CHHS Conducts Inaugural Intergenerational Design Challenge

Students and older adults brainstorm ideas to solve the housing crisis.December 6, 2022 - The College of Health and Human Services has developed and conducted its first Intergenerational Design Challenge that focused on the affordable housing crisis and how it impacts older adults in the Wilmington area. An Intergenerational Design Challenge is a gathering of people for the purpose of tackling an issue related to just about any topic or issue.

Created and led by School of Social Work Assistant Professor Alicia Sellon and with the help of Matthew Peterson, associate professor of clinical research and Interim Assistant Dean for Community Engagement and Health Equity Leah Mayo, the Interdimensional Design Challenge involved ten older adults from the New Hanover County Senior Resource Center and seven UNCW students. Participants were placed in intergenerational teams. The older adults were not only participants, but also partners. They spent the morning getting to know each other and learning about the problem. Then, with feedback from subject matter experts, they completed a design sprint and developed innovative and feasible solutions for the community partners.

Sellon explained that the mission was to mentor and encourage undergraduate and graduate students to get involved in health sciences research. “We wanted students to be engaged in the event. We thought the best way to do this was to bring the students and older adults together to design solutions to affordable housing problems. These are two very different views of the world, complete with different experiences and perspectives. Once they formed teams, each of those teams developed a solution – or a design if you will – that they felt would tackle a little piece of the problem we were addressing. We found great success,” she said.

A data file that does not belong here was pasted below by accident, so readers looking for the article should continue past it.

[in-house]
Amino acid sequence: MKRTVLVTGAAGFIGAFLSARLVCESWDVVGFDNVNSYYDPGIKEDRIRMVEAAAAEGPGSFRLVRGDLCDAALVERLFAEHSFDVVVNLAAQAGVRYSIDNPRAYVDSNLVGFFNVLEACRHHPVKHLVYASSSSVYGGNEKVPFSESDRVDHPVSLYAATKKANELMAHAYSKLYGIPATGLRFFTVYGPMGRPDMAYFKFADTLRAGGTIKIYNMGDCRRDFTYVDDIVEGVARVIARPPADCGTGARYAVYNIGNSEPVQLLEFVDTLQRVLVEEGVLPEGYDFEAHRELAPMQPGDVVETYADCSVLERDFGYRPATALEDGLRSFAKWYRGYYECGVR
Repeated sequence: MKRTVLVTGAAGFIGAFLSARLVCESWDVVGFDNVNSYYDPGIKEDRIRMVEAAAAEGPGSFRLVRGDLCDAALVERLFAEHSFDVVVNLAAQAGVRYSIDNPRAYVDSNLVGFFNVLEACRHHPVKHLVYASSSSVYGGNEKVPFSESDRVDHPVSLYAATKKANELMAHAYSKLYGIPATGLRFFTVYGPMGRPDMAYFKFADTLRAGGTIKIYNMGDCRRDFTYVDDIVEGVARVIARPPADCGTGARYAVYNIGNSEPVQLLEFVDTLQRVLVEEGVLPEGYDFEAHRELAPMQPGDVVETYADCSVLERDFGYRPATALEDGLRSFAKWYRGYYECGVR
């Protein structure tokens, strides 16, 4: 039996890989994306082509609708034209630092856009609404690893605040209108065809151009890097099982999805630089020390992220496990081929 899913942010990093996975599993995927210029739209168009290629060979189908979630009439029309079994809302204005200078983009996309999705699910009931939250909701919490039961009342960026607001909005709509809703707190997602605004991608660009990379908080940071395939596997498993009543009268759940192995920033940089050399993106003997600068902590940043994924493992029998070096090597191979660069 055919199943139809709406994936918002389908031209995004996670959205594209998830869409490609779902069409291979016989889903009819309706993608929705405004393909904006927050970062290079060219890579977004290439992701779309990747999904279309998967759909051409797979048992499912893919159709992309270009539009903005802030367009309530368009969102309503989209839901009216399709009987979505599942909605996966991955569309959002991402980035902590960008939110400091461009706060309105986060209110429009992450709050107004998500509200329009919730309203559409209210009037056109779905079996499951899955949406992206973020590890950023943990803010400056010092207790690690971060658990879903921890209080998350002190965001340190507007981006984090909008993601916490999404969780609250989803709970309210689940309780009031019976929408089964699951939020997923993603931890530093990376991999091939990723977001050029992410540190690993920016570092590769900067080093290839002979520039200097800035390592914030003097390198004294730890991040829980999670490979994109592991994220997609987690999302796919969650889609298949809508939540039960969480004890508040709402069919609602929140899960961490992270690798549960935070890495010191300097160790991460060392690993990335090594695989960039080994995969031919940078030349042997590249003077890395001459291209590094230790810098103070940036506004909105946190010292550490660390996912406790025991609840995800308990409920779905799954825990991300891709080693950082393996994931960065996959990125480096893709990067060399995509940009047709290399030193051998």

Matthew Peterson said of the exercise, “One of the guiding principles when planning one of these events is to engage with the community and have the community tell you what the issues or problems are. In this case, affordable housing is a particularly pressing concern for older adults in the Wilmington area, particularly those in lower income brackets. They are facing a serious issue with having a roof over their heads,” he said.

Data acquired from New Hanover County indicates that since 2018, a significant increase of older adults are permanently moving to the county from other states. Ten percent of NHC older adults are living below poverty and 16.6% of adults 65+ are living between 100-199% poverty level. (1) Additionally, 29% of older adults in NHC live alone, as compared to 25% across North Carolina. (2) 

Peterson was pleased with the success of the challenge. “'I thought it was going to be an uphill climb and there was going to be a lot of silence. But it was fun to see the enthusiasm and smiles on the faces of both the students and the older adults. I had students come up to me after the event and explain how cool it was to have these conversations with their new best friends,” he said.

(1) New Hanover County Master Aging Plan. New Hanover County - Senior Resource Center. (n.d.). Retrieved December 1, 2022, from https://src.nhcgov.com/wp-content/uploads/2021/05/NHC_Master_Aging_Plan_MAP_2021-2026.pdf 

(2) NCDHHS. (n.d.). North Carolina's Aging Population. ncdhhs.gov. Retrieved December 5, 2022, from https://www.ncdhhs.gov/media/14890/open